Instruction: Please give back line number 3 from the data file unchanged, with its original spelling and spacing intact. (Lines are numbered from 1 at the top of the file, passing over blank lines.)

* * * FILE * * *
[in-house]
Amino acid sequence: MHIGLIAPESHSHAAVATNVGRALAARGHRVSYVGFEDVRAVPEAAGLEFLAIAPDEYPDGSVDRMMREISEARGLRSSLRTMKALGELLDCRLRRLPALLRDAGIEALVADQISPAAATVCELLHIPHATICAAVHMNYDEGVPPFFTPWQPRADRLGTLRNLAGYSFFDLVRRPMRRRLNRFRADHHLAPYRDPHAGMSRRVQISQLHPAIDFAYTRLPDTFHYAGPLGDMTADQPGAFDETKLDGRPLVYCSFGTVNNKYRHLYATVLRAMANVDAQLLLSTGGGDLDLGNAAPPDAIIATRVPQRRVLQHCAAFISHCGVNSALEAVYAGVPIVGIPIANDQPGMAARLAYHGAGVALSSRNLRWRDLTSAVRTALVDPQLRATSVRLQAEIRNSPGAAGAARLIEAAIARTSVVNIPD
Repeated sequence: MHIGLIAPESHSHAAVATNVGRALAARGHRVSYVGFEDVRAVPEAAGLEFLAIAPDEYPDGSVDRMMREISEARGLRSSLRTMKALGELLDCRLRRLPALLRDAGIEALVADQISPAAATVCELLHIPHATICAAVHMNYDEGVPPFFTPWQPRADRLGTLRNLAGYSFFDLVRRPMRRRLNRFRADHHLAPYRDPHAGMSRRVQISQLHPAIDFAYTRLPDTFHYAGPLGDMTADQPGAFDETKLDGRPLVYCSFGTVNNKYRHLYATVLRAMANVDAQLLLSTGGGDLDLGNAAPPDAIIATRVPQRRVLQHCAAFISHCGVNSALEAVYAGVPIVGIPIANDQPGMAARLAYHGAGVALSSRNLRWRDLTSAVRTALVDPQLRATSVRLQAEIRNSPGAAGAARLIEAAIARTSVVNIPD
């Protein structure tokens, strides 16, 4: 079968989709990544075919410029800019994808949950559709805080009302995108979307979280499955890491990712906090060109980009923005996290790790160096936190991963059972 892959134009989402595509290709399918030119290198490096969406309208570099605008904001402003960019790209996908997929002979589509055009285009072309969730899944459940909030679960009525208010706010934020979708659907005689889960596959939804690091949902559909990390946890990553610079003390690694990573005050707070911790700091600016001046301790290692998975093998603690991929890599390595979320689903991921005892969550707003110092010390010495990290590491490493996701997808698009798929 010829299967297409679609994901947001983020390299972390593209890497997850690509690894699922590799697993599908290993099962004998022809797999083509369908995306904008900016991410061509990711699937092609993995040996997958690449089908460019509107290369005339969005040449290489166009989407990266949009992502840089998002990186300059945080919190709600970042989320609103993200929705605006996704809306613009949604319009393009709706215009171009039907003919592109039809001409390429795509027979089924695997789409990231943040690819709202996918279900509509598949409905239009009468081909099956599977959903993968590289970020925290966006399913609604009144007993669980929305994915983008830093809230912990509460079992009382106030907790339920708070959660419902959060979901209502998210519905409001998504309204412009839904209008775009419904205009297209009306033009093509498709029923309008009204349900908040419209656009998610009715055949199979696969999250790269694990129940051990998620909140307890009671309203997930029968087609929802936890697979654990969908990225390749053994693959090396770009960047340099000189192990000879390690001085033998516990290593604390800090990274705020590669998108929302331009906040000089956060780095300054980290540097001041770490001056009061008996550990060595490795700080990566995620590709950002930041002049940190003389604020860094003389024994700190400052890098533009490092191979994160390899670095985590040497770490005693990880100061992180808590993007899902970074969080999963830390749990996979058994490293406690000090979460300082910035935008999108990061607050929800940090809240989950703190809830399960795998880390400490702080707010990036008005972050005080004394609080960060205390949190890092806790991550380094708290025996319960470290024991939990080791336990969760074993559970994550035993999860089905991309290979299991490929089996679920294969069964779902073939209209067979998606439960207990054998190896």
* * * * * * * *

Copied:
Repeated sequence: MHIGLIAPESHSHAAVATNVGRALAARGHRVSYVGFEDVRAVPEAAGLEFLAIAPDEYPDGSVDRMMREISEARGLRSSLRTMKALGELLDCRLRRLPALLRDAGIEALVADQISPAAATVCELLHIPHATICAAVHMNYDEGVPPFFTPWQPRADRLGTLRNLAGYSFFDLVRRPMRRRLNRFRADHHLAPYRDPHAGMSRRVQISQLHPAIDFAYTRLPDTFHYAGPLGDMTADQPGAFDETKLDGRPLVYCSFGTVNNKYRHLYATVLRAMANVDAQLLLSTGGGDLDLGNAAPPDAIIATRVPQRRVLQHCAAFISHCGVNSALEAVYAGVPIVGIPIANDQPGMAARLAYHGAGVALSSRNLRWRDLTSAVRTALVDPQLRATSVRLQAEIRNSPGAAGAARLIEAAIARTSVVNIPD